Whether it's of sentimental value or has just been beaten into perfection, a well-aged hooded sweatshirt is a style necessity for men – the closest thing to a safety blanket we're allowed. Hoodies are worn and worn until they wind up in tatters or the garbage. Fortunately, American Giant has engineered a hoodie that can't be killed.
A basic hoodie seems pretty simple to build. Add a drawstring hood to a sweatshirt and sew a pouch or pockets at the waist. That's it. But the longevity-obsessed designers at San Francisco-based American Giant took a different approach. Founder Bayard Winthrop hired Philipe Manoux, the man responsible for the first iPhone touchscreen, and asked him to create an improved hoodie prototype.
Manoux started with the material. He chose heavyweight cotton, rather than the polyester-cotton used by most labels, for its exceptional durability and softness. He then masterminded a method of picking out individual loops in the fabric to make it fluffier and more comfortable on the inside and added spandex to the sleeves to prevent stretching out over time. The hood's drawstrings were dyed to match each color and heavy-gauge thread was used on each seam so nothing could pull loose.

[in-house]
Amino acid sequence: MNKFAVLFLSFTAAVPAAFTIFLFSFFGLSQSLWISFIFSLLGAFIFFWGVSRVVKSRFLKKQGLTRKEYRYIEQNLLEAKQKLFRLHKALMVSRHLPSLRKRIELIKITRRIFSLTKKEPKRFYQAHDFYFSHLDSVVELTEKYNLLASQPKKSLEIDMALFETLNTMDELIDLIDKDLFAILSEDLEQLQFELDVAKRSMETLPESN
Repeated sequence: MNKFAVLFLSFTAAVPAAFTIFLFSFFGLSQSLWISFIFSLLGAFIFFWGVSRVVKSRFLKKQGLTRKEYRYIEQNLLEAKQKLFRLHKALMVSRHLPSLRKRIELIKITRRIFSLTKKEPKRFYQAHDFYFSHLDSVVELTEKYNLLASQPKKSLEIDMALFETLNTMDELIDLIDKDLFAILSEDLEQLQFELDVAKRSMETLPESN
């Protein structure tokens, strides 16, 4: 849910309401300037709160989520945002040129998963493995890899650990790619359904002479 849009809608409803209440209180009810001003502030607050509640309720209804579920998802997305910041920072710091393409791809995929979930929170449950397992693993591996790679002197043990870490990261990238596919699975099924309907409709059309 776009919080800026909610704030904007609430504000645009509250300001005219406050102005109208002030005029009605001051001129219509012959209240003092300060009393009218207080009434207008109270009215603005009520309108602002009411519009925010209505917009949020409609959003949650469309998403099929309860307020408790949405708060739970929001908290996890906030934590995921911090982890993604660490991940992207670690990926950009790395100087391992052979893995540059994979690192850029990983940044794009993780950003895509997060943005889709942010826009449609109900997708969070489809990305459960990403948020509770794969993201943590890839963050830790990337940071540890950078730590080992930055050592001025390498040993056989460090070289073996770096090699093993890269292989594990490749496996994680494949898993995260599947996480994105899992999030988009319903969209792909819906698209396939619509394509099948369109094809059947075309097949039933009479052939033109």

But the biggest change is form, not material. Manoux's hoodie is fitted close to the chest and tapered around the stomach, doing away with the slouchiness of traditional hoodies. It would follow that a fitted hoodie would be harder to move around in, but Manroux added side panels with a bit more give. These panels allow for the arms to be raised without loosing the fit, and they join the front of the garment to the back, which provides wearers with a bit of give should they pack on a few pounds.
That last feature is more critical than you might think because the hoodie, which shrinks on first wash, is as durable as any work coat and will remain in your closet forever. It may not be your oldest hooded sweatshirt yet, but it will be. Just give it time. [$79; american-giant.com]